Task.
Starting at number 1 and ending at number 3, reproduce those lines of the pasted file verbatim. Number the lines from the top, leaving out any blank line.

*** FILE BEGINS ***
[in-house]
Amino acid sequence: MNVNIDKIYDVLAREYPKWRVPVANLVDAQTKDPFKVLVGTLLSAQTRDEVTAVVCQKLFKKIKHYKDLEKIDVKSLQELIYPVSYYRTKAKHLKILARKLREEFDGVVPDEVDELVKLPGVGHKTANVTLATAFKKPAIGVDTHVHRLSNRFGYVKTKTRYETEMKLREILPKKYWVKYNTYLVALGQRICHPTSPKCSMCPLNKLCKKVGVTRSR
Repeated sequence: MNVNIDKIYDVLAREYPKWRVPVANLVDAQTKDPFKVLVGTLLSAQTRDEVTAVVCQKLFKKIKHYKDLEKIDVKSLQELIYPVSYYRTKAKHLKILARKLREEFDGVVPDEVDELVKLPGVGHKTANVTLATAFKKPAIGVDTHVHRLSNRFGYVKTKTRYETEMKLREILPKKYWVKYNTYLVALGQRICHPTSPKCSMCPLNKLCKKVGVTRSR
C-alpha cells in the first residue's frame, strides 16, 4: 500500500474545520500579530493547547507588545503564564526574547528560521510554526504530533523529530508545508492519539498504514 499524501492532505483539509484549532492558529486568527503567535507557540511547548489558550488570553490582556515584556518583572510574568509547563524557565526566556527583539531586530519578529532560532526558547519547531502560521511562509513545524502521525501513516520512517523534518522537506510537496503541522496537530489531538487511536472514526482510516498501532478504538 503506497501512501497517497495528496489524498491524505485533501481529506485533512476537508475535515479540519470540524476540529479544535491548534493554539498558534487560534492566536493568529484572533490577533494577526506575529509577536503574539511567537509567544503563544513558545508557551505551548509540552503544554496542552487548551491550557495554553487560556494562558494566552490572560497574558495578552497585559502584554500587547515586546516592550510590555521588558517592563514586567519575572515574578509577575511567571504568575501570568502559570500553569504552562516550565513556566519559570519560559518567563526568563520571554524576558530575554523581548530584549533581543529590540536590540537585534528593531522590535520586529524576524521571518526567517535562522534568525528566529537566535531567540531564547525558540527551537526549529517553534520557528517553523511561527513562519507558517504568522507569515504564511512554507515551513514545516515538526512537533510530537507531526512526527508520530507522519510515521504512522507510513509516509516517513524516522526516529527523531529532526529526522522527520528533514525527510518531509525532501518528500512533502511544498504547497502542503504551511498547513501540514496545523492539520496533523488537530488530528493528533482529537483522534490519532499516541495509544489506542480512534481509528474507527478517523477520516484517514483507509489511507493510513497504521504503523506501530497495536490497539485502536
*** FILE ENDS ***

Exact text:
[in-house]
Amino acid sequence: MNVNIDKIYDVLAREYPKWRVPVANLVDAQTKDPFKVLVGTLLSAQTRDEVTAVVCQKLFKKIKHYKDLEKIDVKSLQELIYPVSYYRTKAKHLKILARKLREEFDGVVPDEVDELVKLPGVGHKTANVTLATAFKKPAIGVDTHVHRLSNRFGYVKTKTRYETEMKLREILPKKYWVKYNTYLVALGQRICHPTSPKCSMCPLNKLCKKVGVTRSR
Repeated sequence: MNVNIDKIYDVLAREYPKWRVPVANLVDAQTKDPFKVLVGTLLSAQTRDEVTAVVCQKLFKKIKHYKDLEKIDVKSLQELIYPVSYYRTKAKHLKILARKLREEFDGVVPDEVDELVKLPGVGHKTANVTLATAFKKPAIGVDTHVHRLSNRFGYVKTKTRYETEMKLREILPKKYWVKYNTYLVALGQRICHPTSPKCSMCPLNKLCKKVGVTRSR